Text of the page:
Web Hosting News

  Home arrow Web Hosting News arrow Page 3 - Spam Increasing, and This Time it`s Pe...
Web Hosting Articles  
Web Hosting FAQs  
Web Hosting How-Tos  
Web Hosting News  
Web Hosting Reviews  
Web Hosting Security  
Weekly Newsletter 
Developer Updates  
Free Website Content 
 RSS  Articles
 RSS  Forums
 RSS  All Feeds
Write For Us 
Contact Us 
Site Map 
Privacy Policy 
  >>> SIGN UP!  
  Lost Password? 

Spam Increasing, and This Time it`s Personal
By: Joe Eitel
  • Search For More Articles!
  • Disclaimer
  • Author Terms
  • Rating: 3 stars3 stars3 stars3 stars3 stars / 2

    Table of Contents:
  • Spam Increasing, and This Time it`s Personal
  • Personal Spam is Everywhere
  • Avoiding the Pitfalls of Personal Spam

  • Rate this Article: Poor Best 
      Del.ici.ous Digg
      Blink Simpy
      Google Spurl
      Y! MyWeb Furl
    Email Me Similar Content When Posted
    Add Developer Shed Article Feed To Your Site
    Email Article To Friend
    Print Version Of Article
    PDF Version Of Article




    Spam Increasing, and This Time it`s Personal - Avoiding the Pitfalls of Personal Spam

    (Page 3 of 3 )

    Aside from using a strong, regularly updated spam filter and being cautious, there are a number of different things that Internet users can do in order to avoid the serious pitfalls associated with falling victim to personal spam. First and foremost, users should never respond to e-mails that request personal financial information. Banks or e-commerce companies generally personalize emails, while phishers do not. Phishers often include false but sensational messages, such as, "Urgent - your account details may have been stolen," in order to get an immediate reaction. Reputable companies don't ask their customers for passwords or account details in an email. Even if you think the email may be legitimate, don't respond; contact the company by phone or by visiting their website. Be cautious about opening attachments and downloading files from emails, no matter who they're from.

    Another smart tip is visiting a banks' website by typing the URL into the address bar. Spammers often use links within emails to direct their victims to a spoofed site, usually to a similar address such as mybankonline.com instead of mybank.com. When clicked on, the URL shown in the address bar may look genuine, but there are several ways it can be faked, taking you to the spoofed site. If you suspect an email from your bank or online company is false, do not follow any links embedded within it. Also, keep a regular check on your various accounts. Being up to date and aware of your current statements will enable you to detect suspicious transactions that much quicker.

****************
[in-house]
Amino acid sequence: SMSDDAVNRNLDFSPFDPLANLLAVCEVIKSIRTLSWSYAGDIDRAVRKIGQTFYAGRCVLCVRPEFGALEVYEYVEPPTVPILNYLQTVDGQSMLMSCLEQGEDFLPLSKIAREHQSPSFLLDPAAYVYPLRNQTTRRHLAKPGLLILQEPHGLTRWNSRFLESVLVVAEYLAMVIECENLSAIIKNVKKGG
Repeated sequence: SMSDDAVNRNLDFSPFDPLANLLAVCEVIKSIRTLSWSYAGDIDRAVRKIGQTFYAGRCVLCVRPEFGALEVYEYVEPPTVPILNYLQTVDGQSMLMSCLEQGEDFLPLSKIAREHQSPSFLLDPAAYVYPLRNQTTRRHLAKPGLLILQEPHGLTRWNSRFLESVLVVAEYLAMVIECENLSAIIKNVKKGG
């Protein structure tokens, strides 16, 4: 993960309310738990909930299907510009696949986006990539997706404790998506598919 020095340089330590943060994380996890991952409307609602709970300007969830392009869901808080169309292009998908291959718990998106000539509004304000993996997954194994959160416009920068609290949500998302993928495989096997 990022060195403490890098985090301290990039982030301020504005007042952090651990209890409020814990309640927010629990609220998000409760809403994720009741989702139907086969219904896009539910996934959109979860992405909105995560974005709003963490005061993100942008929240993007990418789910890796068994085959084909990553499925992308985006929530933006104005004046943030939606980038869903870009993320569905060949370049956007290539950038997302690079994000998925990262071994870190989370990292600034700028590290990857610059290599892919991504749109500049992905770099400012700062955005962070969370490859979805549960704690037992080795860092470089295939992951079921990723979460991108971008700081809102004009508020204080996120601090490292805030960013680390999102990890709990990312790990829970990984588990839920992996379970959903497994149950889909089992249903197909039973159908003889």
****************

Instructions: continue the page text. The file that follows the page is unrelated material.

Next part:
In order to avoid falling for scams as a result of personal spam, it's also important that Internet users are cautious with their e-mails and personal data. Most banks have a security page on their website with information on carrying out safe transactions as well as the usual advice relating to personal data: never let anyone know your pin numbers or passwords, do not write them down and do not use the same password for all your online accounts. Avoid opening or replying to spam emails as this will give the sender confirmation they have reached a live address. Use common sense when reading emails. If something seems implausible or too good to be true, then it probably is.  

    Some phishing emails or other spam may contain software that can record information on your Internet activities; this is called "spyware." Personal spam can also open a "backdoor" to allow hackers access to your computer. Installing anti-virus software and keeping it up to date will help detect and disable malicious software, while using anti-spam software will stop phishing emails from reaching you.

    It is also important, particularly for users with a broadband connection, to install a firewall. This will help keep the information on your computer secure while blocking communication from unwanted sources. Make sure security software is up to date and the latest security patches for browsers have been installed. Lastly, if any e-mail is received that does not look genuine, it should be sent to the user's e-mail provider. Many popular providers, such as Gmail and Hotmail, have a "report phishing scam" option that can be used when deleting or organizing e-mail in a user's inbox.

    DISCLAIMER: The content provided in this article is not warranted or guaranteed by Developer Shed, Inc. The content provided is intended for entertainment and/or educational purposes in order to introduce to the reader key ideas, concepts, and/or product reviews. As such it is incumbent upon the reader to employ real-world tactics for security and implementation of best practices. We are not liable for any negative consequences that may result from implementing any information covered in our articles or tutorials. If this is a hardware review, it is not recommended to open and/or modify your hardware.


    - FreedomPop Offering Open Wi-Fi Service
    - Go Daddy Goes to India
    - Netelligent, Savvis Add New Canadian Web Hos...
    - World IPv6 Launch Happens Today
    - IT Teams Struggle to Keep Pace with Malware
    - Lulz Security Hacks CIA, Takes Requests
    - Apple Unveils iCloud
    - Rackspace Introduces Cloud Load Balancers
    - Amazon Offers Cloud Drive, Disses Music Indu...
    - New Android.Pjapps Trojan
    - Copyright Fight over Hurt Locker Downloads I...
    - Data Reveals Many Browsers Remain Unpatched
    - PandaLabs Report - What Happens to Stolen In...
    - Safari Books Online Review
    - Hackers Targeting Human Rights Groups

    Developer Shed Affiliates


    © 2003-2019 by Developer Shed. All rights reserved. DS Cluster - Follow our Sitemap